Christmas Bureau keeps holiday hope alive
The children are counting down. There are 25 days until Christmas. And as they dictate or scrawl letters to Santa or point out purchases in store windows and catalogs, their eyes fill with excitement. Christmas is coming – a morning filled with delighted squeals and giddy bouncing over the perfect present under the tree.
That holiday hope echoes in the hearts of parents who launch love-filled hunts for gifts that elicit smiles, thankful hugs and happy sighs.
But for some, hope struggles under worry. The holidays are hard when the paycheck barely covers rent and groceries, when a medical crisis eats any excess income, or when a job loss or disability means the ends never quite meet.
For families and individuals who struggle financially, the Christmas Bureau keeps holiday hope alive.
Since 1945, supported by the Spokane community, the charity has raised enough money between Thanksgiving and Christmas to give our area’s less-fortunate people a happy holiday. This year’s goal is $525,000, the same amount as the last two years.
The Christmas Bureau distributes food vouchers, books and toys, funded by donations from Spokesman-Review readers. The bureau is staffed with more than 400 volunteers, so 96 percent of the money raised goes directly to purchase those gifts.
The charity is a collaborative effort among Catholic Charities, Volunteers of America and The Spokesman-Review and will run at the fairgrounds from 10 a.m. to 2:30 p.m. Dec 11-20, excluding Sunday.
“It’s a wonderful community program. There’s such a spirit of community,” said Christmas Bureau Coordinator Judy Lee. “It’s one person who’s able to help another person who’s going through a hard time. We’re so impressed by the generosity of people in the community so we can purchase what we provide.”
Lee said every day at the Bureau she sees and hears gratitude for those gifts. As recipients make their way through the lines to ID and address verification, computer station for food vouchers, book tables, toy room and bagging area, they say “Thank you” over and over.
Last year the charity served 32,060 adults and children. A similar number are expected this year.
“The people who access it are so thankful for what they’re able to receive,” said Lee, noting that parents can choose one gift per child and one book for kids through age 14.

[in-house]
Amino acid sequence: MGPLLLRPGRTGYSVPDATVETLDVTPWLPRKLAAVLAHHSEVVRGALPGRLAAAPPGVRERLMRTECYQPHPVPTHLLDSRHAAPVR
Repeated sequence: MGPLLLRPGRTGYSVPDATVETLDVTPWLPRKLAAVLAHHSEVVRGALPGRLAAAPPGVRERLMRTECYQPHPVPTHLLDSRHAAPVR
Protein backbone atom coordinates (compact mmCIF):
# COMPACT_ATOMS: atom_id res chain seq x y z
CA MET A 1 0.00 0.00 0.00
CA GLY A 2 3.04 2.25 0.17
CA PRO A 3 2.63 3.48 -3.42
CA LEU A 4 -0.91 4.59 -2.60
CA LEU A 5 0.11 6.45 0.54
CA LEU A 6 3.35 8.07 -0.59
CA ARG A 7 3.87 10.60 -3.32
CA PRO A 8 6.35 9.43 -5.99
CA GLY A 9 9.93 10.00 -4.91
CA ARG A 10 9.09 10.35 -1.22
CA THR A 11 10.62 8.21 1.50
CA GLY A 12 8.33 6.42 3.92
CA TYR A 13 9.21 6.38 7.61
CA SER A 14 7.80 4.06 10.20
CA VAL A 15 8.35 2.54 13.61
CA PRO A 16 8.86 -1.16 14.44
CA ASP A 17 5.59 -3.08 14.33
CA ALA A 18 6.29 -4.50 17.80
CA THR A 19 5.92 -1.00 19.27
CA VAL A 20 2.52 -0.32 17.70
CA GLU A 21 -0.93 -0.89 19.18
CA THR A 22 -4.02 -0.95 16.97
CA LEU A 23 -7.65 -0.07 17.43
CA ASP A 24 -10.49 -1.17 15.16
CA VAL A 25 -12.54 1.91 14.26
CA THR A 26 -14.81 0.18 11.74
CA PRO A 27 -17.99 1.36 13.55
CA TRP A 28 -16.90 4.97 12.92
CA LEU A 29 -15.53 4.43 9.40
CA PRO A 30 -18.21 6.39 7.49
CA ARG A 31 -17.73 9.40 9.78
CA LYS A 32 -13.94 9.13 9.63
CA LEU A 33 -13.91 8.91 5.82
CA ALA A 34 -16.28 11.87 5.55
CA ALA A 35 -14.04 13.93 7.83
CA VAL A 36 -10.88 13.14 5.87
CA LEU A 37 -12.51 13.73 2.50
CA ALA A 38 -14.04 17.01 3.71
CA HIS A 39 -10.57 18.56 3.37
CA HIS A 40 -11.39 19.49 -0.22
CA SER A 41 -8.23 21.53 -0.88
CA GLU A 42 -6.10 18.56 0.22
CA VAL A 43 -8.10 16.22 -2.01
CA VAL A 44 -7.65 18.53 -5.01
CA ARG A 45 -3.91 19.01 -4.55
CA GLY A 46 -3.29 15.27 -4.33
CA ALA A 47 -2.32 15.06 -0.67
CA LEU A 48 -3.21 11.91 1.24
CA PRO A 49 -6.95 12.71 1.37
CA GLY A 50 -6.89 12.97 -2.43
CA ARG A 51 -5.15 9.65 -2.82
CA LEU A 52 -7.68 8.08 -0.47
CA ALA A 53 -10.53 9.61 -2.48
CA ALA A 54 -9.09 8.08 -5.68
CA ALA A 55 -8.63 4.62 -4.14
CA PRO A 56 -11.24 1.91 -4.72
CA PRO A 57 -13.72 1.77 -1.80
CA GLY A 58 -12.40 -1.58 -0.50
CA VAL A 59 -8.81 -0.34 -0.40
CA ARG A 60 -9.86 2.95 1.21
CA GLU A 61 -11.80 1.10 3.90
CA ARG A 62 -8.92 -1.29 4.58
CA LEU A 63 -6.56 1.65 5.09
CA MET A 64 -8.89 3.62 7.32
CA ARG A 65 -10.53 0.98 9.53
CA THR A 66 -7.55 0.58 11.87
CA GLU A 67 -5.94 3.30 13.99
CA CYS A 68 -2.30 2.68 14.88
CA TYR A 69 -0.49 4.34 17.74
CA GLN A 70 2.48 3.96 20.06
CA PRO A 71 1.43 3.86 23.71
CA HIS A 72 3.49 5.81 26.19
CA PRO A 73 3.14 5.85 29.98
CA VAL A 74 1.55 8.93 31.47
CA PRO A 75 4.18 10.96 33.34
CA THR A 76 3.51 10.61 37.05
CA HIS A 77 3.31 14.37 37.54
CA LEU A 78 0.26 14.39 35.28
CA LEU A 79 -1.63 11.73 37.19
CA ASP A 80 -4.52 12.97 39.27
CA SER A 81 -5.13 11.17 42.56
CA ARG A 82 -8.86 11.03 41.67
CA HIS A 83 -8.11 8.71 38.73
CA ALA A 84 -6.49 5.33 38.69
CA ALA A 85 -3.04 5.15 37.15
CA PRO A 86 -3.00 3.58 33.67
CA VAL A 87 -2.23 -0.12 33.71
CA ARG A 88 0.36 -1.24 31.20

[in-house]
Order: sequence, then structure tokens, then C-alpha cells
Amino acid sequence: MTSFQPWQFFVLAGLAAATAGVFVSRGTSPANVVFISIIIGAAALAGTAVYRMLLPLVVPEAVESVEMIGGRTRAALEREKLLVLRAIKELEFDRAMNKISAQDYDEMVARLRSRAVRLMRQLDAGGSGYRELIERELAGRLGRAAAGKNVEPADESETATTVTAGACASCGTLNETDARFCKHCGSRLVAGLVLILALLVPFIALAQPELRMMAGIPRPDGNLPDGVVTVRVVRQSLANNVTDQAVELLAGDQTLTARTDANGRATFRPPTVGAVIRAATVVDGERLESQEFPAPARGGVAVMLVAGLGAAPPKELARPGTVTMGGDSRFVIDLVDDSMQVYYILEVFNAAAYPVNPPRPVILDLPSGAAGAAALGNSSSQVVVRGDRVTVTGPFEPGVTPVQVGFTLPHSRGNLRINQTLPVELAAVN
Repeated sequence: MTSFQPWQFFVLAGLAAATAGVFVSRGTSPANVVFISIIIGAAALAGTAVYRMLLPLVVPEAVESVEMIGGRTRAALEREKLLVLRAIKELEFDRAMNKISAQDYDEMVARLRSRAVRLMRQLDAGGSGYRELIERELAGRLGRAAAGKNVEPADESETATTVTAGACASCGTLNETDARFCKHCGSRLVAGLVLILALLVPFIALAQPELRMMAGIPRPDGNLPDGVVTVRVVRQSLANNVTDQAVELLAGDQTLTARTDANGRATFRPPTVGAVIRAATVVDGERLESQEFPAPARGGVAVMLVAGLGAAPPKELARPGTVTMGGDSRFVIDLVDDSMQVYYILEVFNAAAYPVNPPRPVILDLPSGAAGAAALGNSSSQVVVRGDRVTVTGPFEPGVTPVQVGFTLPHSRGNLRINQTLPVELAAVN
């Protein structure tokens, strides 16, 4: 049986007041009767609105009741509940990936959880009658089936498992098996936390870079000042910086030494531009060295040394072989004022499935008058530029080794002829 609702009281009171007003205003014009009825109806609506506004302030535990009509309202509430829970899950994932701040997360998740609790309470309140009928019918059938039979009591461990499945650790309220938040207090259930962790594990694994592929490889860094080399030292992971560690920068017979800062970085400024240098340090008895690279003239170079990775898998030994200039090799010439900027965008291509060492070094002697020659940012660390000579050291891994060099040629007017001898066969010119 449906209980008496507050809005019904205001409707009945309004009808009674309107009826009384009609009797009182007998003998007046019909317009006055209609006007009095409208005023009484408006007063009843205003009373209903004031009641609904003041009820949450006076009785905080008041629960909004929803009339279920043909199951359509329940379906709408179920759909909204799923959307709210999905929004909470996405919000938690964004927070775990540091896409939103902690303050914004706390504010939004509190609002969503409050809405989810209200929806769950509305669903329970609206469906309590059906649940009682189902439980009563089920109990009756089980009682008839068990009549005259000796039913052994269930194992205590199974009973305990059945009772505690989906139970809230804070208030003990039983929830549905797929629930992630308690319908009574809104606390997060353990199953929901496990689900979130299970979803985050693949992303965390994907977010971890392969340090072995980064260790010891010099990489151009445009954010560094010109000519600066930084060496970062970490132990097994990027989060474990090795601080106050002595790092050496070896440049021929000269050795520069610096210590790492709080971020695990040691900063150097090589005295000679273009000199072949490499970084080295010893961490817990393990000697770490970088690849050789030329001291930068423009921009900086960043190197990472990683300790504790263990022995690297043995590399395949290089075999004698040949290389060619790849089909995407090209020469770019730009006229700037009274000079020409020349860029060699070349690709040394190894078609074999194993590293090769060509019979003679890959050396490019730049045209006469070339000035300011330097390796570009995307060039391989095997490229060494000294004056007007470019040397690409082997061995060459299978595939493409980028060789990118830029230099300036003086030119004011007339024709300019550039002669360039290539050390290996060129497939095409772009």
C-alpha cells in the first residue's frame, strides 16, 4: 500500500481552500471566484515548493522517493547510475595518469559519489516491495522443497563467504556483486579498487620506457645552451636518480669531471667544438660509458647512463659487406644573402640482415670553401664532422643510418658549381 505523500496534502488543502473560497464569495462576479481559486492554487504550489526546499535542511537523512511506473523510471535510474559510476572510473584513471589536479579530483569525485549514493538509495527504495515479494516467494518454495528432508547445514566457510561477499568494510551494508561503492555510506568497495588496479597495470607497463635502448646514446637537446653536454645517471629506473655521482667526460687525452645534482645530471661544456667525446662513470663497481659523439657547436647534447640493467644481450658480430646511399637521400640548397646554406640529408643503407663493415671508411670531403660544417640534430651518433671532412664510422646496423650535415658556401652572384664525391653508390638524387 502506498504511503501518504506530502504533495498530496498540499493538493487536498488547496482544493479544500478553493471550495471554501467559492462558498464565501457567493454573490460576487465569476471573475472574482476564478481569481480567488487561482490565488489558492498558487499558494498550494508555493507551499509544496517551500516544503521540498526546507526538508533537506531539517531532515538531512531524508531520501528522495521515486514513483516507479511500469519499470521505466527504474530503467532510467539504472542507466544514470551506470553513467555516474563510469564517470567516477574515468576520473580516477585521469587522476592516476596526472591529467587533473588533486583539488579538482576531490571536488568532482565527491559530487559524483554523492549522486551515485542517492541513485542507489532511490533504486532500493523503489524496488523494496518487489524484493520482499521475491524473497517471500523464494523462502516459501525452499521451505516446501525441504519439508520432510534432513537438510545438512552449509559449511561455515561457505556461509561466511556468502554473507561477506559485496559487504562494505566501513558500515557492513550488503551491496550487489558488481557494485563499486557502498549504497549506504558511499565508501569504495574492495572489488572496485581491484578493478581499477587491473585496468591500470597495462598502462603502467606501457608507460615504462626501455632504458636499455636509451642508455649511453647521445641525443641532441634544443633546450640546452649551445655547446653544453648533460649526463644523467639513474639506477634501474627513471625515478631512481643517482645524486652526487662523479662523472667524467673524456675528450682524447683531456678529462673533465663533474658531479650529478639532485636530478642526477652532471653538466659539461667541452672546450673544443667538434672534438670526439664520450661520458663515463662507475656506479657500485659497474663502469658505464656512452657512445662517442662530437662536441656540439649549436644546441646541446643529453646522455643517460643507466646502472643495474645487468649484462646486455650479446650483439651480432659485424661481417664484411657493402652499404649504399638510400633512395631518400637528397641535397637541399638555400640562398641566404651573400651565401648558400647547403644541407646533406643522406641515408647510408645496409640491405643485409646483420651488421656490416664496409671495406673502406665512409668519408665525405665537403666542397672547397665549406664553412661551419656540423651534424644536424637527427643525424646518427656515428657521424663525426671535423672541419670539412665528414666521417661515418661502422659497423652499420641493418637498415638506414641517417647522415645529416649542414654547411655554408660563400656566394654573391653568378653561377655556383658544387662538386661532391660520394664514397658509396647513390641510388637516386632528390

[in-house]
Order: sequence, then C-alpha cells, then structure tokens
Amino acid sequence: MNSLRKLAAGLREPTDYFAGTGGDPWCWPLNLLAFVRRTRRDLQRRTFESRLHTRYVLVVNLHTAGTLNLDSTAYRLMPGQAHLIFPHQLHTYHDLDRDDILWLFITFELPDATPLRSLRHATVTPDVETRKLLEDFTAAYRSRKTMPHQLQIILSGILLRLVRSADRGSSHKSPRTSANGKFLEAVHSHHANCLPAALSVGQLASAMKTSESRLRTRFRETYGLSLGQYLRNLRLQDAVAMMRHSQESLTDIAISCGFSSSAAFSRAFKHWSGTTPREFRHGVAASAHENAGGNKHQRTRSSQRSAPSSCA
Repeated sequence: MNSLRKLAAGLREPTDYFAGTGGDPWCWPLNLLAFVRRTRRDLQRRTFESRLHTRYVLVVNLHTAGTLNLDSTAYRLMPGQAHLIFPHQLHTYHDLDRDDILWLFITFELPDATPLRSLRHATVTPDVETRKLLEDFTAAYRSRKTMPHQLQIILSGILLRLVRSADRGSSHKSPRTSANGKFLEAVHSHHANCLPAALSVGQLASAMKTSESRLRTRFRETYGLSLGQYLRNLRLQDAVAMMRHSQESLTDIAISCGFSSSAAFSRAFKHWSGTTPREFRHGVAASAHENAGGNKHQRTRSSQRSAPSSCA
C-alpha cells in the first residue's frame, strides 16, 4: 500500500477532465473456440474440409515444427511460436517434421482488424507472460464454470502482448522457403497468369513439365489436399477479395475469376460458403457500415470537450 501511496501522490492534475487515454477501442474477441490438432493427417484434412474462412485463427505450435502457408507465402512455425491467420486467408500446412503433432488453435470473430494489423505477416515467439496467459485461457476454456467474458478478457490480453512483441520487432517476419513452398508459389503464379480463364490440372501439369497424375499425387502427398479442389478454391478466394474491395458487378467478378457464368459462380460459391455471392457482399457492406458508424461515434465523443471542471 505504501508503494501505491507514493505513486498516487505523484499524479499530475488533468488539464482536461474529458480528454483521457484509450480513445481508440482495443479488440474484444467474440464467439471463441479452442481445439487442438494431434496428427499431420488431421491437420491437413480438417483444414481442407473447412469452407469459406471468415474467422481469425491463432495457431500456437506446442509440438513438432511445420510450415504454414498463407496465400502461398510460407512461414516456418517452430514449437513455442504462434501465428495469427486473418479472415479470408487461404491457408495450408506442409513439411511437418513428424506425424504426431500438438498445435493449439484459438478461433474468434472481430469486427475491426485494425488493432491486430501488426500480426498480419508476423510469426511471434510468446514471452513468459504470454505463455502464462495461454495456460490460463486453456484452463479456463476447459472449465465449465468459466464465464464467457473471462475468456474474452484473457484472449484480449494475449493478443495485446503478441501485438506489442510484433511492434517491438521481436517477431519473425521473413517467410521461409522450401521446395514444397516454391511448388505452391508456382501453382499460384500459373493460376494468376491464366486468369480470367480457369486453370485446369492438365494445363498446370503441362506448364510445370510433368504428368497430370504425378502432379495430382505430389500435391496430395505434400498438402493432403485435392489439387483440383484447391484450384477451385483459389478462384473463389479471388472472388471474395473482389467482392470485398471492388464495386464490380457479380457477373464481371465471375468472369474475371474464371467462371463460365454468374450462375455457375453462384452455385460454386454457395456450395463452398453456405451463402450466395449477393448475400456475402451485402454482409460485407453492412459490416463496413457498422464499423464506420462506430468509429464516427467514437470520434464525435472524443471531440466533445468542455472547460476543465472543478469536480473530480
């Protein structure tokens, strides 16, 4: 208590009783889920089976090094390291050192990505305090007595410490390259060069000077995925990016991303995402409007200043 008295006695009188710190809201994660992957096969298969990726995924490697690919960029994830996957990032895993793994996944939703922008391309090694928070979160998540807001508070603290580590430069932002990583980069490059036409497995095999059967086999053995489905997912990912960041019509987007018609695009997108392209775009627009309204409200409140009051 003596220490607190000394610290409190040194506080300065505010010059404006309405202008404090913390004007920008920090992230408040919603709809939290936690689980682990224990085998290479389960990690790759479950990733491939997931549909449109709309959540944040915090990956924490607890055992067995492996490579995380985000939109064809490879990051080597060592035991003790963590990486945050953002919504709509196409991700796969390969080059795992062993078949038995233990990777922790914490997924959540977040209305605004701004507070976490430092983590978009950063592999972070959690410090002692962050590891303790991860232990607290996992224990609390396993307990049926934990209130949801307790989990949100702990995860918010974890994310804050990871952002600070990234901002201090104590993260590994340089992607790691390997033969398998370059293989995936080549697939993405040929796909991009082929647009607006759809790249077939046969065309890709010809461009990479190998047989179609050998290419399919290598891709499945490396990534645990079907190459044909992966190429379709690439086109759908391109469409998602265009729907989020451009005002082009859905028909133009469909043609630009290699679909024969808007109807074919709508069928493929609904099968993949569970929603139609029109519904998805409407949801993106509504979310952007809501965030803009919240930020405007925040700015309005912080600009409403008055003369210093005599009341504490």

Additionally, any low-income adult can receive a food voucher, $15 for a single person, $20 for a household of 2, $25 for 3 and $30 for families 4 and larger. While income is not verified, each recipient must show documentation for each person in the household, including children.
“It’s hard to come ask for help and yet when we are respectful and welcoming they are respectful and gracious back. The people are so gracious,” said Marilee Roloff, president and CEO of Volunteers of America. “That feels really good.”
It takes a lot of donations to make this possible, something readers have done faithfully for decades. Each year children, adults, families, social groups, endowments and businesses give, from a few dollars to thousands.
No matter the amount, each Christmas contribution is recognized in the paper, a thanks on behalf of the organizers for generous giving that shares the Christmas spirit with so many less-fortunate families.
“Those of us who work at the Bureau every day are impressed by the joy at what they’re receiving,” said Lee. “We know we need to give thanks to the community. In terms of how many people donate money and how many entities come together to make this work, it’s a joyful thing.”
In fact, in Spokane the Bureau is a community tradition that deserves its own countdown. There are 25 days until Christmas, but only 11 days until the Christmas Bureau opens.